Pustular psoriasis as an autoinflammatory keratinization disease (AiKD): Genetic predisposing factors and promising therapeutic targets
Pustular psoriasis is a chronic inflammatory skin disease characterized by erythematous plaques with sterile pustules. It includes the distinct clinical entities generalized pustular psoriasis (GPP), acrodermatitis continua of Hallopeau (ACH) and palmoplantar pustular psoriasis (PPPP). Recently clarified pathomechanisms of pustular psoriasis indicate that hyperactivation of the skin innate immunity, including of the IL-1/IL-36 axis, plays an important role in the pathogenesis of pustular psoriasis. Autoinflammatory keratinization disease (AiKD) is the umbrella clinical entity for inflammatory keratinization disorders with genetic autoinflammatory pathomechanisms, and pustular psoriasis is a representative AiKD. To date, mutations/variants in five genes-IL36RN, CARD14, AP1S3, MPO and SERPINA3-have been reported to be genetic causative or predisposing factors for pustular psoriasis. The pathogenic mechanisms induced by the mutations/variants in these genes are all closely related to the excessive activation of skin innate immunity and autoinflammation. A number of biologics (e.g., tumor necrosis factor inhibitors, IL-17/IL-17 receptor inhibitors and IL-23 inhibitors) and granulocyte and monocyte adsorption apheresis are used to treat pustular psoriasis. Recently, based on novel information on the pathomechanisms of pustular psoriasis, which are mainly associated with autoinflammation, inhibitors of several pathogenic pathways, including of the IL-1, IL-36, IL-8 and granulocyte colony-stimulating factor signaling pathways, have been studied as emerging treatments.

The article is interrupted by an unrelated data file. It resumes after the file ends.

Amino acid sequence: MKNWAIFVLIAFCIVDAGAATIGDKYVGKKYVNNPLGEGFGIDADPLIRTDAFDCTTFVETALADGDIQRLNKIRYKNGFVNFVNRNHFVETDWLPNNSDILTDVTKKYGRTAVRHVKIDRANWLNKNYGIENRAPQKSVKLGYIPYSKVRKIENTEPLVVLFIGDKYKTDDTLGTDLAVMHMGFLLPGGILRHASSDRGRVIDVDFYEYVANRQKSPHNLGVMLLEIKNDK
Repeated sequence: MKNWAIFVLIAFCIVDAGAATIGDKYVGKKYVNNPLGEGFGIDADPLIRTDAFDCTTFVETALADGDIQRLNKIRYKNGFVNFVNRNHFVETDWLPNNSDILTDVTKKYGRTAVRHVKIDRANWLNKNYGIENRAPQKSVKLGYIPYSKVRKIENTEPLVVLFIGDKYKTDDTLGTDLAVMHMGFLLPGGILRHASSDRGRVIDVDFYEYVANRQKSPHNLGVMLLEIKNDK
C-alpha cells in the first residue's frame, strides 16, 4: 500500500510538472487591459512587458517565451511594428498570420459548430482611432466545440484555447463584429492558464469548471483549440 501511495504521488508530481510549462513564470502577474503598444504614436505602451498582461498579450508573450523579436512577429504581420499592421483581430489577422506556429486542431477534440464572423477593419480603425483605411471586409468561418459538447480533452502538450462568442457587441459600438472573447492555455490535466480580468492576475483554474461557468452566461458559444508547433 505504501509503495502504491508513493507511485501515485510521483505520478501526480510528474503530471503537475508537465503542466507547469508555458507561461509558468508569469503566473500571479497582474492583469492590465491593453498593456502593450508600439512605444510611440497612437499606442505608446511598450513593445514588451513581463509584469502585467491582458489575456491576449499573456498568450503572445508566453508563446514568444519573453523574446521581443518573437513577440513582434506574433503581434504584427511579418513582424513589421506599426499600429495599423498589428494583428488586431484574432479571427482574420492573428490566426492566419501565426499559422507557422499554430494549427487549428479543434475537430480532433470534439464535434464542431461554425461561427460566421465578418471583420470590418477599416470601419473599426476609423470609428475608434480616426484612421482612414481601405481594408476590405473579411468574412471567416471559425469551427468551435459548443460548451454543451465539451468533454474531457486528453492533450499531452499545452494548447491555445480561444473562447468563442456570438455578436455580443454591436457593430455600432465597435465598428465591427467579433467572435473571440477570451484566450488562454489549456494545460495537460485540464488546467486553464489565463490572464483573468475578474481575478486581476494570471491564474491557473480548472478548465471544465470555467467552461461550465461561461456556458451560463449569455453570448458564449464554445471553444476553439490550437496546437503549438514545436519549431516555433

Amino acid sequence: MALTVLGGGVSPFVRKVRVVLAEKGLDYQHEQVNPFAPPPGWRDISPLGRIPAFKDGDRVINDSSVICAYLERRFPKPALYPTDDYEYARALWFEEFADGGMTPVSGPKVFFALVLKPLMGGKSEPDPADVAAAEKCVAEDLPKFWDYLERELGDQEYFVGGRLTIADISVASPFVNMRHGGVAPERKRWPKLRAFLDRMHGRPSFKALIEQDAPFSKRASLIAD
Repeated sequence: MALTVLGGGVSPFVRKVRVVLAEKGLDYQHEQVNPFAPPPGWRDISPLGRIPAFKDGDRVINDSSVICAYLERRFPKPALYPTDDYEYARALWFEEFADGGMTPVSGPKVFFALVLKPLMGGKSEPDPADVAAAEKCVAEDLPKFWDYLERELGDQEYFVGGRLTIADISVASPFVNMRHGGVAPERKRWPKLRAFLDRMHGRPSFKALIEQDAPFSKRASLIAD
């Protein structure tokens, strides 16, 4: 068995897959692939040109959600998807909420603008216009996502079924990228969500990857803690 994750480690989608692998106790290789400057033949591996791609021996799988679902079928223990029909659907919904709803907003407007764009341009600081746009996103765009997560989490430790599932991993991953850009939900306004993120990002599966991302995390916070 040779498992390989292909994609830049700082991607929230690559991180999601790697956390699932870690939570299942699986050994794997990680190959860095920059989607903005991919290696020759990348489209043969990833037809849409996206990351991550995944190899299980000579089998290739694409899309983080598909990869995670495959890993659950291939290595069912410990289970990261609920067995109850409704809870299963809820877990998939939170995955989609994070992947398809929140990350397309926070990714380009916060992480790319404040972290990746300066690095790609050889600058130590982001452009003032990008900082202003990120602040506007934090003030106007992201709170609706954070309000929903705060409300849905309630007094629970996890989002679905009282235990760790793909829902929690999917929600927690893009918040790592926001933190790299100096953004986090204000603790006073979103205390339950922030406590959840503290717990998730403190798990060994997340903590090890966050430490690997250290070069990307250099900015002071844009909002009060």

Suppression of Inflammatory Cytokine Secretion by Granulocyte/Monocyte Adsorptive Apheresis in Active Ulcerative Colitis
Akira Andoh,Tomoyuki Tsujikawa,Osamu Inatomi,Yasuyuki Deguchi,Kazunori Hata,Katsuyuki Kitoh,Masaya Sasaki,Keiichi Mitsuyama,Yoshihide Fujiyama Therap Apher Dial(2005) 9, 2; 23-127, https://doi.org/10.1111/j.1774-9987.2005.00229.x
To elucidate the molecular mechanisms involved in the therapeutic effects of granulocyte/monocyte adsorption apheresis, changes were investigated in the cytokine responses of peripheral blood mononuclear cells (PBMC) before and after granulocyte/monocyte adsorptive apheresis in ulcerative colitis (UC) patients. Four patients with active UC were enrolled. All patients responded to granulocyte/monocyte adsorptive apheresis. A total of 20 sessions of four patients were analyzed. Peripheral blood mononuclear cells were isolated from peripheral venous blood within 5min before and after each session of granulocyte/monocyte adsorptive apheresis. The cells were stimulated with interleukin (IL)-1β and tumor necrosis factor (TNF)-α for 24h, and the secreted IL-8 and IL-6 levels were determined by enzyme-linked immunosorbent assay (ELISA). IL-1β-induced IL-8 and IL-6 secretion was significantly decreased after granulocyte/monocyte adsorptive apheresis. TNF-α-induced IL-8 secretion was also significantly decreased after apheresis, but there was no significant difference in TNF-α-induced IL-6 secretion (P = 0.052). In conclusion, granulocyte/monocyte adsorptive apheresis down-regulates the IL-1β- and TNF-α-induced inflammatory responses in PBMC. The induction of hyporesponsiveness to pro-inflammatory cytokines may be an important factor mediating the clinical effects of granulocyte/macrophage adsorptive apheresis in UC patients.
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